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PostFri Jan 22, 2021 11:28 am 
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it's looking possible (not guaranteed) that i might be able to move to british columbia and could possibly secure a job that will allow permanent work from home. i have researched my preferred towns for some time and have arrived at the following locations. for those of you with good knowledge of these places, which one would you select and why?

tier 1:
rossland
kimberley
nelson

tier 2:
golden
revelstoke
fernie
invermere
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kite
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PostFri Jan 22, 2021 4:58 pm 
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iron,

I have spent a few winter and a summer in Rossland and loved it, the town felt real and was not to inundated during the winter. Close to the border and easy shopping in Trail and the school is really good. I missed last season so I have not gotten to try out the new highspeed network that got installed.

Also spent a summer working in Golden & thought it was a sweet town, just a bit of drive to get anywhere and it could get really cold.

Nelson is also a cool town and white water is real.
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Matt Lemke
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PostFri Jan 22, 2021 7:46 pm 
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Whichever you decide, those are all great places. I have no doubt you would be happy in any one if them.

Glad it looks like you'll be able to work it out to move up there!

My personal choice on your list would be revelstoke. The access to alpine climbing or skiing is unparalleled. I couldnt say to which would be the best place to raise a family though.

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olderthanIusedtobe
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PostFri Jan 22, 2021 8:19 pm 
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Just passing thru or briefly hanging out several of those places, Invermere and Nelson are the two that stood out to me.
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Randito
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PostSat Jan 23, 2021 12:51 am 
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If it's going to be long term remote work, why do you need to choose just one?   I'd try one for a year, then move on to the next.   

If you have a fondness for tye dye and berkinstocks,  start in Nelson.
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treeswarper
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PostSat Jan 23, 2021 5:12 am 
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Was not Nelson the town where Roxanne was filmed?

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PostSat Jan 23, 2021 6:29 am 
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Sounds like you're moving up as a Canadian permanent resident as opposed to entering on a regular 6 month tourist visa that is available to US citizens?

All the towns listed have plusses and minuses. Is being 3 hours from Spokane or Calgary a good thing or do you prefer the more isolated Revelstoke? Is occasional rain in the winter (like the Cascades) ok? How about brutal cold temperatures? All have great ski areas near them, with Invermere/Panorama and Kimberly probably being the worst. Rossland is surrounded by hills compared to the mountains around Revelstoke and Golden. Nelson is right near where the rockies really start to get going. All the cities listed are trendy and getting more expensive and crowded each year.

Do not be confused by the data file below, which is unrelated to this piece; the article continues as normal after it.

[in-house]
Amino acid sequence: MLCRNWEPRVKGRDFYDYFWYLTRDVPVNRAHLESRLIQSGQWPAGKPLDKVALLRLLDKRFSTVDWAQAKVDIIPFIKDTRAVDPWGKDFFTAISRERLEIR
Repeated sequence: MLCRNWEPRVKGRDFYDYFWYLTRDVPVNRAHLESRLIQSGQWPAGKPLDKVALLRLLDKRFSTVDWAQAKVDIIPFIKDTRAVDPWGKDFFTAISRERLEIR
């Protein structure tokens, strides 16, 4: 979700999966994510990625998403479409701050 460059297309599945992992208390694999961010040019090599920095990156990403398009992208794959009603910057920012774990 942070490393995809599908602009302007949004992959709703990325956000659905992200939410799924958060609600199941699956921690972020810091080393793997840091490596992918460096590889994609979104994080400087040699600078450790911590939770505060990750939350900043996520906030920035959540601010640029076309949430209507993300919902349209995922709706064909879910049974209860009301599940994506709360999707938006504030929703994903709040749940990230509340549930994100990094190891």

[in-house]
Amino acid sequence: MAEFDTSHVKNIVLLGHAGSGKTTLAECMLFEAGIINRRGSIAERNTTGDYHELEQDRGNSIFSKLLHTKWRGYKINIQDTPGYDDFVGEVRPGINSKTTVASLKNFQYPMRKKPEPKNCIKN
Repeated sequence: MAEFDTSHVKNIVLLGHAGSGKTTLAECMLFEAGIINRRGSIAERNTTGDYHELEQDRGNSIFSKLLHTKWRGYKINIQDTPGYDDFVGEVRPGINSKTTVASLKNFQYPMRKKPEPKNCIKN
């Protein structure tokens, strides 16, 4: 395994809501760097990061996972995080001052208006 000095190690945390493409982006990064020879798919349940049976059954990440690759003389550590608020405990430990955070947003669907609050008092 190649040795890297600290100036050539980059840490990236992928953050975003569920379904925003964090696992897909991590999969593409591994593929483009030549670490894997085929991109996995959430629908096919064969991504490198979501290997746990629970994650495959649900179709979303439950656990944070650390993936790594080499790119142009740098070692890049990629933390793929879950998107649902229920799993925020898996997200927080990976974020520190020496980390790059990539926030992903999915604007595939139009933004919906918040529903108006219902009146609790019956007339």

I'd pick Revelstoke or Golden for excellent lift and backcountry skiing near the most rugged part of the Canadian Rockies. Revelstoke is the better town, warmer, wetter, easier access to summer fun in the Okanagan. Golden is an improving, less crowded town. Colder, drier snow and closer to Banff, Jasper, and a major airport in Calgary.
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PostSat Jan 23, 2021 1:27 pm 
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goal is a permanent move with canadian residency and eventually citizenship (3 yrs).

it would be me, wife, and 2 young kids. i do not want to move around a bunch if possible as our oldest will be starting kindergarten in fall 2021.

top concerns for me:
- not likely to be overrun with tourists or development (my tier 2 group)
- access to family oriented activities (this might mean sacrificing some of the glory of more adventurous mountain terrain)
- reasonable (for the kootenays) weather (invermere and revelstoke are low on this list)

all these towns have ski hills in them, so it's kind of a non factor even if some hills are better than others.

road biking is a bonus (southern towns likely better)
airport access to US visitors is big plus (kimberley tops the list; others would likely require a drive from spokane to pick people up)
lake would be nice, but not needed (nelson tops the list)
indoor rec center with pool and climbing gym is pretty important (golden doesn't have indoor pool)
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Anne Elk
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PostSat Jan 23, 2021 2:00 pm 
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Several of my Canadian friends who spent decades in the Banff-Canmore area all eventually decamped to Invermere and nearby Wilmer when the Bow Valley grew obnoxiously over-populated/over-visited.  Hikers, skiers & climbers all, but none had child-related concerns.

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PostSun Jan 24, 2021 10:55 am 
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Here's my two cents on each town from my visits: